Given the heterogeneous social contexts of the bowls, however, no argument should be taken to apply to the corpus as a whole; the value and function attributed to the bowls undoubtedly varied. Nonetheless, the weight of concrete evidence shows that while many bowl formulae were undoubtedly transmitted orally and reproduced from mental templates, the texts of the bowls were not so much organized in conformity with the phenomenology of sound but of sight. Writing is a visual media, and the texts and pseudo-texts of the bowls were patterned and encoded according to diverse visual strategies, from hectic spirals to radial registers and concentric circles. Writing is also a way of extending cognition into the environment, and the unusual inscriptional practices in the bowls open up a cognitive space in the perception of the structure of writing where transmundane or counter-intuitive beings are themselves made more “legible” (such that the bowls may even have been “read” by their (presumably) illiterate owners, even as the bowls’ demonic interlocutors were bamboozled by and trapped within the spiralling maze of their texts). Conditioned in depth by chirographic proclivities, inscribed upon cheap domestic surfaces, and deployed within domestic spaces, the bowls reflect the popular institutionalization of writing in Sasanian Mesopotamia. As a visual and material means of communication and mediation, they demonstrate the power of writing and the rhetorical reach of writtenness, and suggest the transfer of performative or constitutive acts from speech to writing.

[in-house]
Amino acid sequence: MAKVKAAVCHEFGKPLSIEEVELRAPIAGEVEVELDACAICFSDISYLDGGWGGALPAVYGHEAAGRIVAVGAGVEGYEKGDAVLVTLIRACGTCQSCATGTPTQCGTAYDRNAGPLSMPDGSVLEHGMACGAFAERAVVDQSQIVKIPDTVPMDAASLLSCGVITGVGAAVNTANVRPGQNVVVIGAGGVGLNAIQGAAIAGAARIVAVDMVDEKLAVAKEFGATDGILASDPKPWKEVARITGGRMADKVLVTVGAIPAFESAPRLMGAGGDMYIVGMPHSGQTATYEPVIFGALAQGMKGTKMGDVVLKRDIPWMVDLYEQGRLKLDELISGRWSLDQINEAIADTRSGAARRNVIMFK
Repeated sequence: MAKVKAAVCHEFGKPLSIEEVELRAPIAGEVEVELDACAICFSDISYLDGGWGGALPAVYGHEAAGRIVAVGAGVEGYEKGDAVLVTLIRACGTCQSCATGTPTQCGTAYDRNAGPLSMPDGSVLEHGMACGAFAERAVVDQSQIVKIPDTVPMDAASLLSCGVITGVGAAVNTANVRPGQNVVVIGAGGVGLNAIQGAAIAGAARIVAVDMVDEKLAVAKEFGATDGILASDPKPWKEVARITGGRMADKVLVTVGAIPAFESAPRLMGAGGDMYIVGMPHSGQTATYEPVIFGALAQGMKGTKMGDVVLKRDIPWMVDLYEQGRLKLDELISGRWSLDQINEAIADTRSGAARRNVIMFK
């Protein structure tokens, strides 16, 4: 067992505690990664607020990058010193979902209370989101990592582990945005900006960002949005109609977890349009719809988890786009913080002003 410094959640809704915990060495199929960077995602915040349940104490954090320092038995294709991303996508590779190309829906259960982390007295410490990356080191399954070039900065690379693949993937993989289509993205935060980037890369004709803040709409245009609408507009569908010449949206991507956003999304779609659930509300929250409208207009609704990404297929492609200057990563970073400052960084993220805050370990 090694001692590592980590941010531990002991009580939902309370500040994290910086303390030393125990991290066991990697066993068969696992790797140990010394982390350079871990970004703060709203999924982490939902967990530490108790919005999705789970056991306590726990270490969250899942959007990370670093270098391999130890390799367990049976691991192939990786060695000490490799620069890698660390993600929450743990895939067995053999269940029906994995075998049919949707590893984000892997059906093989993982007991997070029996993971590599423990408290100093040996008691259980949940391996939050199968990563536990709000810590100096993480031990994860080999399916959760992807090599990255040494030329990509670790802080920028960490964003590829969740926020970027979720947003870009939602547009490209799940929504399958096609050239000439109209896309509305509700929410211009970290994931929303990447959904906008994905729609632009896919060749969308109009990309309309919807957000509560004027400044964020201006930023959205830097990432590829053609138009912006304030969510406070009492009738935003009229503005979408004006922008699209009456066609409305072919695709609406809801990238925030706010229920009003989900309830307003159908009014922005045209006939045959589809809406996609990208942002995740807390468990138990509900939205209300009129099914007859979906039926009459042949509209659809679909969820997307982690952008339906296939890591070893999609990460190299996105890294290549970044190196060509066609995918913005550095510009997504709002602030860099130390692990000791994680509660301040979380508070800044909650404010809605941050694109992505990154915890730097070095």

I would like to thank Mladen Popović, as well as this article's anonymous referees for their comments and bibliographic suggestions.